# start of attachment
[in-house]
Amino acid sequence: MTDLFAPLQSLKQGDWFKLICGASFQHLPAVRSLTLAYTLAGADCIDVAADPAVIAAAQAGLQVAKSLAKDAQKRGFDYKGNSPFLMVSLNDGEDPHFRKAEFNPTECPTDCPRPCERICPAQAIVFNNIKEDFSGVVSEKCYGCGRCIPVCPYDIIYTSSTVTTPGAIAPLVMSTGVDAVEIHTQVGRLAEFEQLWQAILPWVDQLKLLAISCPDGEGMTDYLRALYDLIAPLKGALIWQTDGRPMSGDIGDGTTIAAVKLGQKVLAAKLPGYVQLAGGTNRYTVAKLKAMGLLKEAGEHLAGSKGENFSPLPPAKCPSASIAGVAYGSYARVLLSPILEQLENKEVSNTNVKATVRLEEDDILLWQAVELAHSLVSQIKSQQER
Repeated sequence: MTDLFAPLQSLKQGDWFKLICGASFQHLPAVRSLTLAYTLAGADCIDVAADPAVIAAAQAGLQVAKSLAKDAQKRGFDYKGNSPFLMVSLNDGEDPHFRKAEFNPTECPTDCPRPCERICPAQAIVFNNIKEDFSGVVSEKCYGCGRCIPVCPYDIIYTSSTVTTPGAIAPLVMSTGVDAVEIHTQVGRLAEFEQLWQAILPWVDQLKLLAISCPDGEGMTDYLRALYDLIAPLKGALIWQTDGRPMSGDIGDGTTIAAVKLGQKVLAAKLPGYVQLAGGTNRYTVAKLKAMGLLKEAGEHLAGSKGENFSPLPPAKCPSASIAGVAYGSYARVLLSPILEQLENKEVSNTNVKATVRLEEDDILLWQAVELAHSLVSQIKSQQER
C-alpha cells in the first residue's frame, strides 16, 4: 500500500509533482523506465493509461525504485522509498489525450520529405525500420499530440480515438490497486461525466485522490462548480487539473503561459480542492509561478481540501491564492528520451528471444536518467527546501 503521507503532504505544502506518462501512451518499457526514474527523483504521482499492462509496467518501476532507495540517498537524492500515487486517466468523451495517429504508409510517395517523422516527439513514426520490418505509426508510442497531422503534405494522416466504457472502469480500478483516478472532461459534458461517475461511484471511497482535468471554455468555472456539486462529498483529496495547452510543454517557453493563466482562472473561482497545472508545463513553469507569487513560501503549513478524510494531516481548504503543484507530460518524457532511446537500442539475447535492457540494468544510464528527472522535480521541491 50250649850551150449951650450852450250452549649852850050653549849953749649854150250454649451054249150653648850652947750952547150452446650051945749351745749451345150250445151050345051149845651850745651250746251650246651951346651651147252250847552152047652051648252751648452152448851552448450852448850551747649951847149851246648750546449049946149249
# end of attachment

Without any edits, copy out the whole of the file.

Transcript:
[in-house]
Amino acid sequence: MTDLFAPLQSLKQGDWFKLICGASFQHLPAVRSLTLAYTLAGADCIDVAADPAVIAAAQAGLQVAKSLAKDAQKRGFDYKGNSPFLMVSLNDGEDPHFRKAEFNPTECPTDCPRPCERICPAQAIVFNNIKEDFSGVVSEKCYGCGRCIPVCPYDIIYTSSTVTTPGAIAPLVMSTGVDAVEIHTQVGRLAEFEQLWQAILPWVDQLKLLAISCPDGEGMTDYLRALYDLIAPLKGALIWQTDGRPMSGDIGDGTTIAAVKLGQKVLAAKLPGYVQLAGGTNRYTVAKLKAMGLLKEAGEHLAGSKGENFSPLPPAKCPSASIAGVAYGSYARVLLSPILEQLENKEVSNTNVKATVRLEEDDILLWQAVELAHSLVSQIKSQQER
Repeated sequence: MTDLFAPLQSLKQGDWFKLICGASFQHLPAVRSLTLAYTLAGADCIDVAADPAVIAAAQAGLQVAKSLAKDAQKRGFDYKGNSPFLMVSLNDGEDPHFRKAEFNPTECPTDCPRPCERICPAQAIVFNNIKEDFSGVVSEKCYGCGRCIPVCPYDIIYTSSTVTTPGAIAPLVMSTGVDAVEIHTQVGRLAEFEQLWQAILPWVDQLKLLAISCPDGEGMTDYLRALYDLIAPLKGALIWQTDGRPMSGDIGDGTTIAAVKLGQKVLAAKLPGYVQLAGGTNRYTVAKLKAMGLLKEAGEHLAGSKGENFSPLPPAKCPSASIAGVAYGSYARVLLSPILEQLENKEVSNTNVKATVRLEEDDILLWQAVELAHSLVSQIKSQQER
C-alpha cells in the first residue's frame, strides 16, 4: 500500500509533482523506465493509461525504485522509498489525450520529405525500420499530440480515438490497486461525466485522490462548480487539473503561459480542492509561478481540501491564492528520451528471444536518467527546501 503521507503532504505544502506518462501512451518499457526514474527523483504521482499492462509496467518501476532507495540517498537524492500515487486517466468523451495517429504508409510517395517523422516527439513514426520490418505509426508510442497531422503534405494522416466504457472502469480500478483516478472532461459534458461517475461511484471511497482535468471554455468555472456539486462529498483529496495547452510543454517557453493563466482562472473561482497545472508545463513553469507569487513560501503549513478524510494531516481548504503543484507530460518524457532511446537500442539475447535492457540494468544510464528527472522535480521541491 50250649850551150449951650450852450250452549649852850050653549849953749649854150250454649451054249150653648850652947750952547150452446650051945749351745749451345150250445151050345051149845651850745651250746251650246651951346651651147252250847552152047652051648252751648452152448851552448450852448850551747649951847149851246648750546449049946149249